DePuy Orthopaedics recalled its Articular Surface Replacement systems from the worldwide market in August 2010 after receiving data that indicated the devices were failing at an unexpectedly high rate. Implants from the company’s ASR XL Acetabular System and ASR Hip Resurfacing System were implanted in more than 93,000 people worldwide and 30,000 people in the United States.
In a statement, DePuy cited statistics from the National Joint Registry of England and Wales that showed 13 percent of patients who received the XL Acetabular implants needed revision surgery within five years. About 12 percent of those receiving the Hip Resurfacing implants required revision surgery within five years. The expected lifespan for most hip implants is 15 years.
The company claimed that other sources indicated that the ASR hip implants had lower revision rates, but media investigations and lawsuits claim that DePuy knew of high failure rates more than a year before the devices were recalled.
DePuy stated that it would “cover reasonable and customary costs of monitoring and treatment for services, including revision surgeries, associated with the recall of ASR,” in a 2010 statement, but media reports indicate that the company denied some claims for medical costs.
All-metal hip replacements, including the ASR models, have been linked to dangerous complications. When the metal components rub against one another, they release metal fragments that can cause metallosis and other side effects.
The Hip Resurfacing System did not affect patients in the United States because the U.S. Food and Drug Administration declined to approve the product in 2009. The XL Acetabular System had been used in the country since 2003.
Events Leading Up to Recall
Some experts believe that the ASR implants should have been recalled prior to 2010. More than two years before DePuy pulled the metal hip implants from the market, patients complained of complications leading to revision surgeries.
Australian health officials recalled the ASR products from their market in 2009 after data showed the implant had an abnormally high failure rate. In March 2010, DePuy sent a letter to doctors advising them of the high failure rates. The company also informed them that women and people with weak bones were at the highest risk of implant failure.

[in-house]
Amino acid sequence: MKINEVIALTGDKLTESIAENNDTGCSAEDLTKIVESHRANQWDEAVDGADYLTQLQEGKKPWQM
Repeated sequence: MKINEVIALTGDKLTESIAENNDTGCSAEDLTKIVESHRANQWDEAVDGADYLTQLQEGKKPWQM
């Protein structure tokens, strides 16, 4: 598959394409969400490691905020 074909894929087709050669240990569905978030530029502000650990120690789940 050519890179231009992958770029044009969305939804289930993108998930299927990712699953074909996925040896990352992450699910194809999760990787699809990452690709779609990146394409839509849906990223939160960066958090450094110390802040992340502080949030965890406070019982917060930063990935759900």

According to legal documents, DePuy knew its hip implants were defective before the recall. Failure rates in some of the company’s studies were close to 40 percent, and company executives discussed the failure rates before deciding to discontinue the devices in 2009, according to The New York Times. The company continued to sell its remaining devices before issuing the recall.
DePuy hired a third party company, Broadspire Services, to handle patient claims for out-of-pocket medical expenses related to the ASR recall, according to a Reuters report. Instead of deferring to the recommendation of a patient’s doctor, Broadspire experts could deny claims if they didn’t think revision surgeries were necessary.
“This is a bit of a red flag in terms of the way this situation is set up.”
– Kristin Smith-Crowe, Business Ethics Specialist at the University of Utah
“Doctors who are evaluating these cases are being paid indirectly by DePuy, and research suggests that even when we are very well-intentioned we can be influenced by conflicts of interest,” Kristin Smith-Crowe, who specializes in business ethics at the University of Utah, told Reuters.
DePuy also reached out to doctors to help them identify patients who may require revision surgery by sending informational packages that contained details about the recall and the claims process. The company urged patients to contact DePuy to make the claims process more efficient. It also established a website with details about the recall.
Critics say the company was trying to collect patient data for use in potential lawsuits. Lawyers also say DePuy was trying to settle legal claims before potential claimants contacted an attorney.
DePuy continued to sell other metal-on-metal hip implants after the ASR recall, but the company no longer sells metal-on-metal components.
Chris Elkins is a writer and researcher for Drugwatch.com. He’s worked for various newspapers and has writing experience in sports, health communication and public relations fields. He graduated from the University of West Florida with a master’s degree in Strategic Communication and Leadership, a graduate-level certificate in Health Communication Leadership and a bachelor’s degree in Journalism.